Lets suppose, i have a 12 v battery and i want to give 9v to my variable load.can i use a 3 v battery in reverse to get that output ?. If yes, what are pros and cons of this method? Why can't we see such method implemented anywhere?

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    \$\begingroup\$ This will charge the battery. \$\endgroup\$
    – user253751
    Sep 26, 2016 at 20:42

4 Answers 4



A "perfect" battery might work for this, but any real life battery is going to have big problems. It will work OK to begin with but the current is flowing through the battery in the wrong direction, i.e. backwards compared to when the battery is being used normally. This is the same as if the battery is being charged, so the battery will quickly become overcharged. The consequences vary depending on the amount of current and the battery chemistry but may include:

  • Battery voltages much more than 3V
  • Producing dangerous/explosive gas
  • Fire, thermal runaway or explosion
  • Other damage to the battery

To drop 12V to 9V for a variable load, use a regulator. To get the most stable voltage, use a linear regulator. If efficiency is more important, look for a switching regulator. Regulators are very cheap - my usual supplier has a bag of 10 suitable 100mA regulators for sixty pence (less than a dollar US).

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    \$\begingroup\$ @DavidSchwartz If you are adding two voltages by putting the batteries in series, then both are being discharged. In this case, trying to subtract one from the other, one is being charged. You aren't just gradually reducing the voltage, you're changing the sign too. \$\endgroup\$
    – Jack B
    Sep 26, 2016 at 18:12

As others have already said, this is a bad idea since it would be charging the 3 V battery with no mechanism to ensure it isn't overcharged. Note that trying to charge a non-rechargeable battery is essentially "overcharging" it.

I want to point out yet another problem with this method, which is additional series resistance. Even if you carefully monitor the 3 V battery and ensure it is not overcharged, the series resistance of this 3 V battery adds to that of the 12 V battery for the purpose of the combined 9 V battery. For example, if the 12 V battery has 1 Ω series reistance and the 3 V battery 5 Ω, then the effective 9 V battery will appear to have 6 Ω series resistance.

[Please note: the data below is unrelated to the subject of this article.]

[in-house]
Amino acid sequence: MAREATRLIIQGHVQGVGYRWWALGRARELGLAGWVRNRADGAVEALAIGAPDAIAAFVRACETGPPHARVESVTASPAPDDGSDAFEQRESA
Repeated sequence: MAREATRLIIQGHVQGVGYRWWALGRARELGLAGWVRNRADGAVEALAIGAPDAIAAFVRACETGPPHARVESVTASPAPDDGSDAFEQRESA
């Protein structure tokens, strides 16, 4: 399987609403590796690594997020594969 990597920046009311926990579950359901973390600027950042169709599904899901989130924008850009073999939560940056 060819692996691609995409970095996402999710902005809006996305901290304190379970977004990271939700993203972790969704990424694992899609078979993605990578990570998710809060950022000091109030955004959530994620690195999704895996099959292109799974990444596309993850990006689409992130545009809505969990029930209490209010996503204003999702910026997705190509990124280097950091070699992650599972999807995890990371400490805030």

As others have said, use a regulator. That's what they are for.

The common and cheap 7809 will work in this case with up to about 300 mA output in free air, and to it's full 1 A capability with proper heat sinking.

At this relatively low voltage range, there are a number of switcher chips out there with integrated switches. You add the inductor and a few other parts, and you get 9 V from 12 V at around 90% efficiency relatively easily.

You can also buy off the shelf DC-DC converter modules. These are usually quite pricy compared to a switcher chip and the few parts around it, but are really simple to use. This can be appropriate for one-off projects, or the less-skilled in electrical engineering. One side advantage of these is that the output is usually isolated from the input. That means that the 9 V supply is floating relative to the 12 V battery. Sometimes that can be useful. When you don't want that, just tie the grounds together.


If you connect your battery this way it will work. And you start to charge the 3 V battery at the same time. Most probably that is nota good idea since overcharging a battery connected in this manner, damages the battery and can be dangerous in case of a Li Ion battery. Therefore dont connect a battery to lower your supply voltage.

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    \$\begingroup\$ No, this is totally incorrect. The battery is being discharged. If you don't see why, first imagine two 12 volt batteries connected positive to negative. Clearly they're both being discharged. Now imagine we gradually reduce the voltage of one of the batteries. Clearly, it still continues to be discharged. Think about it. \$\endgroup\$ Sep 26, 2016 at 18:06
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    \$\begingroup\$ @David Schwartz but in this case the batteries are connected positive to positive (not negative). So you are wrong. \$\endgroup\$ Sep 26, 2016 at 18:13
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    \$\begingroup\$ @DavidSchwartz Decapod is correct here, both in the charging and in the conclusion not to do it. \$\endgroup\$ Sep 26, 2016 at 19:51


In reality for low current 9V output you can do it either way step up or step. they standardize cells sizes and cascade in series to get higher voltages when more watt-hours are needed, which is why portable tool batteries with higher voltage imply more storage power.

Putting batteries in parallel leads to self discharge and potential high current failures when initially connected.

However if your design is low current at 9V, then your choice is based on cost, weight and total V*Ah or watt-hours of storage capacity.

Here are two high efficiency solutions for step up and step down.

enter image description here

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    \$\begingroup\$ Where does battery charging come into the question? Have you answered something different here? \$\endgroup\$ Sep 26, 2016 at 18:21
  • \$\begingroup\$ Presumably @SeanHoulihane means controlled, intentional battery charging. \$\endgroup\$
    – user253751
    Sep 27, 2016 at 3:12
  • \$\begingroup\$ I do think he answered something different here, presumably by mistake. Happened to me once. \$\endgroup\$
    – Aloha
    Sep 27, 2016 at 13:55
  • \$\begingroup\$ Deleted 1st answer and proposed solutions either way. \$\endgroup\$ Sep 27, 2016 at 14:07

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